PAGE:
I have a large rock in my office that says, “The best way to do is to be.” Yes, it sounds like one of those powerfully wise, mind-blowing thoughts that needs pondering – and even then we may walk away and think, “Wait, what?!”
I am often a “Do-er.” I am constantly thinking of the most efficient ways of doing things so that I can do more things – “If I do my errands in this order rather than that order, then I can make right hand turns and not have to wait at lights or it puts me in this specific place at this specific time so I can do this other thing.” Waiting on water to boil for dinner? Let’s get the dishwasher unloaded. Wait – I can cram this one more little task in before I need to go do this other thing. Look at all the things on my “To Do” list.
Call me the Martha of the Mary and Martha sisters in the 10th chapter of Luke. I will own it.
But something in me shifted a number of years ago as I was drawn to this distinction between doing and being. I know that if I am not careful, I can begin to find my worth in what I do and not who I am.
What does it mean to just “be?” Be what?
Be Still – Sometimes we just need to stop and sit with no plans or agenda. Earlier this month I took time to retreat to Chautauqua, New York. I had never been to this part of New York. The trees were in the midst of changing and it was gorgeous. There were so many things I wanted to go see and do, but that wasn’t the point of this time away (Okay, I DID go see Niagara Falls at the end of the week). I pretty much spent my days alternating between sitting on the lovely balcony of the place I was staying, reading, and walking. I took a number of books to read, books to journal in, mandalas to color. But once I got there, I intentionally left most of those things in my bag and spent an inordinate about of time just being still physically, which led to my mind becoming still and space for God’s voice to be heard – and naps, lots of naps! (And, okay, I still read a lot.)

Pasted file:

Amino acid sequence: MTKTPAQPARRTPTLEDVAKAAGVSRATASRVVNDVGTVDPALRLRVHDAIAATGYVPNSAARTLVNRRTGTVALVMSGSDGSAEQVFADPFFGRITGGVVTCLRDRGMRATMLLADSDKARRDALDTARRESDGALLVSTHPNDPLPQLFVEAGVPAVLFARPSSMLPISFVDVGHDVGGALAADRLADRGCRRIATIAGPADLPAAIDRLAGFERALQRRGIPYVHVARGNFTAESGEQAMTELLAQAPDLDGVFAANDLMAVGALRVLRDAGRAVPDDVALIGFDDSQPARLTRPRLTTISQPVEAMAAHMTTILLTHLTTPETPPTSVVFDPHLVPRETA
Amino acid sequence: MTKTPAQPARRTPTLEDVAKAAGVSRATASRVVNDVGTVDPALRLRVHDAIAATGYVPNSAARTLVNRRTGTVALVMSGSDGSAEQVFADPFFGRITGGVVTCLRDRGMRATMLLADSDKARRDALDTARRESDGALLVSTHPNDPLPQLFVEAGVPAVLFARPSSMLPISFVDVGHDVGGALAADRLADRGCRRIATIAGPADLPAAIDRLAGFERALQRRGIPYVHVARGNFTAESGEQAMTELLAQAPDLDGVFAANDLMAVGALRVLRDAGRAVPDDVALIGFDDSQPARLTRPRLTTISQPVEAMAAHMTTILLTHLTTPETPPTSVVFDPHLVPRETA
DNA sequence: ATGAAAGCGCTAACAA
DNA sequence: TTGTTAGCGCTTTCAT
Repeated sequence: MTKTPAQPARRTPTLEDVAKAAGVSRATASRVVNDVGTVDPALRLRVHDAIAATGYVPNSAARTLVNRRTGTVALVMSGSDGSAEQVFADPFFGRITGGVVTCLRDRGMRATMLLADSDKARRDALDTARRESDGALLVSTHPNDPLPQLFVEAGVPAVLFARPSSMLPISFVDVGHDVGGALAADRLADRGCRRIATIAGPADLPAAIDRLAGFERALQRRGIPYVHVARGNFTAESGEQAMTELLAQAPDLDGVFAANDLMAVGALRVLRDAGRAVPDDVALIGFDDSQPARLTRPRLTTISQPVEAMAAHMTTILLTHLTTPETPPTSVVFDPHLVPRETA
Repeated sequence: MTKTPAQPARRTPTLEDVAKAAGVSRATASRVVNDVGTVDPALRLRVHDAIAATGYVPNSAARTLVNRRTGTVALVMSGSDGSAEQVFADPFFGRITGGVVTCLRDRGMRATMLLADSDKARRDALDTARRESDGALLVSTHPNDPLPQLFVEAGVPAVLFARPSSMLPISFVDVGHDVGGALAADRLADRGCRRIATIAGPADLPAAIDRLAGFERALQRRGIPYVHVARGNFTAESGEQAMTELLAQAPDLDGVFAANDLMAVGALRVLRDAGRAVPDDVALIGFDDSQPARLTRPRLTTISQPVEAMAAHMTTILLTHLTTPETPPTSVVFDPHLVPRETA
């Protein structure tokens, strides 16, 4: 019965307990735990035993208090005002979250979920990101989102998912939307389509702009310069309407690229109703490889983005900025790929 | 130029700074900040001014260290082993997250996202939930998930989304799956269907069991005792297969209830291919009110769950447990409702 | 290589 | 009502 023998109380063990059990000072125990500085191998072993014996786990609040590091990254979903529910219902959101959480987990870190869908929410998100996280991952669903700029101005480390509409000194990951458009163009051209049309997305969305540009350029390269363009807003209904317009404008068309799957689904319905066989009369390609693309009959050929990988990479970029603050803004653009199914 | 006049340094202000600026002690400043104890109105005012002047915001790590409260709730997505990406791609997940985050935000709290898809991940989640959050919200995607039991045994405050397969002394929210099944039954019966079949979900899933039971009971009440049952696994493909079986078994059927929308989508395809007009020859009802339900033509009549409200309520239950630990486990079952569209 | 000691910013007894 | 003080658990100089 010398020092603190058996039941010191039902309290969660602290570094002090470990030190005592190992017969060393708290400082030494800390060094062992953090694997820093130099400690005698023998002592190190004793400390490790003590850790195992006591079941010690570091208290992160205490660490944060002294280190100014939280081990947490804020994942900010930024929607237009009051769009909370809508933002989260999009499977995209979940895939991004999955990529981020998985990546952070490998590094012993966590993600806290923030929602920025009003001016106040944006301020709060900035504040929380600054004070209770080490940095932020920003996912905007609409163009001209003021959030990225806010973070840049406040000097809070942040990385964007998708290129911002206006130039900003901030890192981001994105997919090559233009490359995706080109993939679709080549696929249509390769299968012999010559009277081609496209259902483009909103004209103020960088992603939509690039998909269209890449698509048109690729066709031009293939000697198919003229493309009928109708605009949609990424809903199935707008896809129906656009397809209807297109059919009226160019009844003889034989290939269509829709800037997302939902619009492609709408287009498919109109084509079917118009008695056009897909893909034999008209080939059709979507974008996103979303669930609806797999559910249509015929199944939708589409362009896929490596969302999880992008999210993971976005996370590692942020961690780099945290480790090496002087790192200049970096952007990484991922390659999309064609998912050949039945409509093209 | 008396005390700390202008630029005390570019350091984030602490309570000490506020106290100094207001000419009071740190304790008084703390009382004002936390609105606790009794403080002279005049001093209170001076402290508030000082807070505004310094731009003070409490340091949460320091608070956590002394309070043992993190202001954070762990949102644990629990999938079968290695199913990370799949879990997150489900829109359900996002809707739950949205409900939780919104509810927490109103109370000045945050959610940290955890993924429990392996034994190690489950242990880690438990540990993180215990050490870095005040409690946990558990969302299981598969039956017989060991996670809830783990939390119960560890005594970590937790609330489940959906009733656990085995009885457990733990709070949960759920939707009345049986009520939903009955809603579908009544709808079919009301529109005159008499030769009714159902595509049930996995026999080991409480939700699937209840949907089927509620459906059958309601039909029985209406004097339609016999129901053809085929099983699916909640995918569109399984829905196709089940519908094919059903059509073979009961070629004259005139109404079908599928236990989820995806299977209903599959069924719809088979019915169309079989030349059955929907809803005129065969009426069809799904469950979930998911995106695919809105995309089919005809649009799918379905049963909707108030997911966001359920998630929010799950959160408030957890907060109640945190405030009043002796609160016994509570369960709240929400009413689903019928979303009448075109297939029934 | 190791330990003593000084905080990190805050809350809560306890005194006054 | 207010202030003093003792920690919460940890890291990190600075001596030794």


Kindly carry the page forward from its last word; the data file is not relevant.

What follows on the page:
Be Present – Rather than thinking about all the things I SHOULD be doing (okay, realistically, they did creep in at times), I tried to be intentional about just being present in those moments. Present to my physical needs, present to my spiritual needs, present to the beauty surrounding me, present in the moment. Smiling and rejoicing when I needed; crying and grieving when I needed. And, amazingly, when I returned home, I was able to be more present to those around me – not just near them getting all the things done, but pausing to see something my son pointed out or to listen to my husband as he shared a story, present to offer a smile or “Good morning!” to the people I encountered in stores or passing in the park.
Be Me – And in the being still and being present, I returned back to my center, to remembering my core being as a beloved child of God. I rediscovered things about myself that I like, that I am passionate about, that I believe God has called me to. There was space for gratitude and dreaming, for grief and healing, for exhaustion and recuperation.
So, as I return to work and unpack my office (new carpet that was installed while I was gone!), this stone takes its place back on my shelf where I see it daily. Retreat time is important and soul-filling and needs to be practiced regularly; AND, finding moments in every day to BE still, BE present, and BE who God created us to be and loves no matter what we do are just as important.
The best way to do is to be.